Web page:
The term infrastructure has been typically associated with streets, bridges, power plants, hospitals, schools and airports. Today, however, the range of infrastructure projects is much broader. The digital revolution and climate change are opening up investment opportunities that didn’t exist only a few years ago. Global capital requirements are steadily increasing. Investors could benefit from some guidance here.
Growth in data traffic
Driven by cloud computing and the new 5G wireless standard, digitalization and data traffic are becoming increasingly important drivers of growth in the infrastructure asset class. Data centers have benefited from the rise in video conferences in the wake of so many more people working from home, and from hybrid multi-cloud architectures as well. It has become apparent that even in the most technologically advanced regions, the existing potential has not yet been exhausted.
In the United States, President Biden’s infrastructure plans will doubtless stimulate further growth in data traffic. China is pressing ahead with the technological development of rural areas. India, too, and certain regions in Africa have recognized that they need to catch up, and will be moving ahead with relevant projects.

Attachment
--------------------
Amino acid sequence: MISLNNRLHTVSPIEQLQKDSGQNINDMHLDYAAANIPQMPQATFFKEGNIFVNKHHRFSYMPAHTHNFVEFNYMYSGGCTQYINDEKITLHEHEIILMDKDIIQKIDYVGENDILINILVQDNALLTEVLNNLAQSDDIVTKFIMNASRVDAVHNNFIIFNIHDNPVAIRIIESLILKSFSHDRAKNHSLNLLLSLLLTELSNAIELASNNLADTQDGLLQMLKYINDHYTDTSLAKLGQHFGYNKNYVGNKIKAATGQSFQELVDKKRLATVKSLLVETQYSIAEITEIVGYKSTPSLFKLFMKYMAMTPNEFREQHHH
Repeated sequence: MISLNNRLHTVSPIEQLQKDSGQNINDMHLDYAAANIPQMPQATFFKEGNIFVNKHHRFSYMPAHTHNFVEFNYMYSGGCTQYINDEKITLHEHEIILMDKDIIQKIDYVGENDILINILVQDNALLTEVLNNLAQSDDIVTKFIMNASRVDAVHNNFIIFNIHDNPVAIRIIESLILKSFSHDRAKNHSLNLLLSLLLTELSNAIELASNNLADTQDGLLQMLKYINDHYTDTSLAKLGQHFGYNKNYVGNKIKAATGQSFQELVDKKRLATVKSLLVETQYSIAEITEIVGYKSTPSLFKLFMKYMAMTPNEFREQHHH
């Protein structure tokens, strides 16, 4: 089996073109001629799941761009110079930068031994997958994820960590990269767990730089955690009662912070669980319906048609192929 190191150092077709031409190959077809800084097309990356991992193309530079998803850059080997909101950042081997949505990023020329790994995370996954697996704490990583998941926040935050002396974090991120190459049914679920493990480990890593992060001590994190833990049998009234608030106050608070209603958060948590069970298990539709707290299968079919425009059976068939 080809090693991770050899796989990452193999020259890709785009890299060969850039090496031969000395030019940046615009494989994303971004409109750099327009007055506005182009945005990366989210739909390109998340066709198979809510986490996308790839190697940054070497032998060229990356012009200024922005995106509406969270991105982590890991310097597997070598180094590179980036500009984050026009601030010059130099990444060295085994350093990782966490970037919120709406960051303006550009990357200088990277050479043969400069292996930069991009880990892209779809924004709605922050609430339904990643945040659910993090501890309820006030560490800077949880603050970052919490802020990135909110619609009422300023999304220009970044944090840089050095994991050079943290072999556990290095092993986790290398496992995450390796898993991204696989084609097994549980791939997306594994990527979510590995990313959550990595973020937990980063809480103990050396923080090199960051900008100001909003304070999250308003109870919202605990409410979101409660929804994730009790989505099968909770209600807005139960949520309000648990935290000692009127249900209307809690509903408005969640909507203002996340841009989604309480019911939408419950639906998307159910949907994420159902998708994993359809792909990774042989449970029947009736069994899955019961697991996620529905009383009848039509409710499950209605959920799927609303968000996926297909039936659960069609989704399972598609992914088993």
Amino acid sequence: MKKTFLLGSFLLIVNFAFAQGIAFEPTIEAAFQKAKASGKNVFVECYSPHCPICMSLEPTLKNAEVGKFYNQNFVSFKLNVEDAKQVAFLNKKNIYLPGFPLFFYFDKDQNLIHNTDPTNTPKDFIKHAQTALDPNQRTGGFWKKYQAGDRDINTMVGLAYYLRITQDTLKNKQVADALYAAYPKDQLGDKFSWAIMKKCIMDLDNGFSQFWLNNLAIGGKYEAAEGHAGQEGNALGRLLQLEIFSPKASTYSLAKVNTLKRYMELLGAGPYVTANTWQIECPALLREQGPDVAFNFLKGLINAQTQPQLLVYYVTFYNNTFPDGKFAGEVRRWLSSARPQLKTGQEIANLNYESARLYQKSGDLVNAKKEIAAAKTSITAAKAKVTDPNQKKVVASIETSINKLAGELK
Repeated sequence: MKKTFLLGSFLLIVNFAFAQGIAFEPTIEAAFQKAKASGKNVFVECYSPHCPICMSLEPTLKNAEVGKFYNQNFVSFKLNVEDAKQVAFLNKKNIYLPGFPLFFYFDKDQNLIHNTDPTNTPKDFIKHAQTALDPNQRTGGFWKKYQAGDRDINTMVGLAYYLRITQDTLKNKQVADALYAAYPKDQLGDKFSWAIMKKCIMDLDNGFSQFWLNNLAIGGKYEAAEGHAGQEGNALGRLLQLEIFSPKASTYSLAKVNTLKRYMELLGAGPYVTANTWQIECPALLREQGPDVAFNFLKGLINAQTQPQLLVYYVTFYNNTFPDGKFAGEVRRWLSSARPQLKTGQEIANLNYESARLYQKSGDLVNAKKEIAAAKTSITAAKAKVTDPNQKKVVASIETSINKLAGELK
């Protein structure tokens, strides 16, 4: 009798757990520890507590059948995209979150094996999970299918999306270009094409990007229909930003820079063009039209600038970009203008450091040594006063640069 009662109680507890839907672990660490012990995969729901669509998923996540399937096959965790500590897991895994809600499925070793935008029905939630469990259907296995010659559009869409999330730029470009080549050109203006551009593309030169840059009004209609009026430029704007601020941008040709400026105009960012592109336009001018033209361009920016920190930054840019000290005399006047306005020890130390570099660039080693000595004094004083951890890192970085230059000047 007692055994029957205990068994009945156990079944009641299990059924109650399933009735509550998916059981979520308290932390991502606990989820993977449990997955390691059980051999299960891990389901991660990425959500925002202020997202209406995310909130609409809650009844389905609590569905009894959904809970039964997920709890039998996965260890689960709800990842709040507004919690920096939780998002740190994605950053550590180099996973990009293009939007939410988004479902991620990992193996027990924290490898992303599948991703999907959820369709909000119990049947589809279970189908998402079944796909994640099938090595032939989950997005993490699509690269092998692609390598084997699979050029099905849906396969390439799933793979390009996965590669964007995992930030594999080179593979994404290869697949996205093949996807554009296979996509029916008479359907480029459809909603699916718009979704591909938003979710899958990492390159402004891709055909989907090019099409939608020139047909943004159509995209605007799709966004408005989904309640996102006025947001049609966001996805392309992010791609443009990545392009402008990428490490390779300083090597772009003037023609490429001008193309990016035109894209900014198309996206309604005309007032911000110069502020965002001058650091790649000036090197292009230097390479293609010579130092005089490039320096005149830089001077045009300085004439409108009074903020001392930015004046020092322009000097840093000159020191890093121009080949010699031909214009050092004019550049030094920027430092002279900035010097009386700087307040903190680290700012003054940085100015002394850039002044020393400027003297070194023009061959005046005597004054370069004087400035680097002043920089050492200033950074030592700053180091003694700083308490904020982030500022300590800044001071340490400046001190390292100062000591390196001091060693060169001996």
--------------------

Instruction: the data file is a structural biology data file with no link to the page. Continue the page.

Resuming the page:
The energy industry and decarbonization
If we are to reduce the CO2 emissions caused by power generation, there is no way to avoid renewable sources of energy. With the costs of wind energy and solar technology falling and efficiency increasing, renewables are becoming the most affordable sources of new electrical power. They are also benefiting from political support – for example, the infrastructure plans put forward by President Biden and the EU’s climate goals.
As part of its Green Deal, the EU wants to achieve climate neutrality by 2050 through the European Climate Law. To reach that goal, greenhouse gas emissions need to decrease significantly in the coming decades. As an interim step, the EU has committed to reducing its emissions by at least 55% by 2030. In an effort to adapt its regulations to the goals for 2030 and 2050, the EU is currently engaged in revising its legal provisions addressing the climate, energy and traffic within the framework of the Fit for 55 package.
The challenges are enormous, as we are only at the beginning of a huge stretch of growth.
Cash flows resulting from power prices are of particular interest to investors. These cash flows are negotiated in advance during the initial investment phase with the operators of solar or wind farms – much as in regulated power markets.
RE × 10
The installed production capacity of renewable sources of energy (RE) needs to increase nearly tenfold by 2050, relative to 2018. According to calculations by the International Renewable Energy Agency (IRENA), this means, in absolute numbers, that the annual newly installed production capacity – 2,800 gigawatts (GW) in 2020 – needs to expand to 27,700 GW by 2050. Approximately half of this capacity is likely to come from solar photovoltaic systems, with wind power accounting for an additional 8,100 GW by 2050.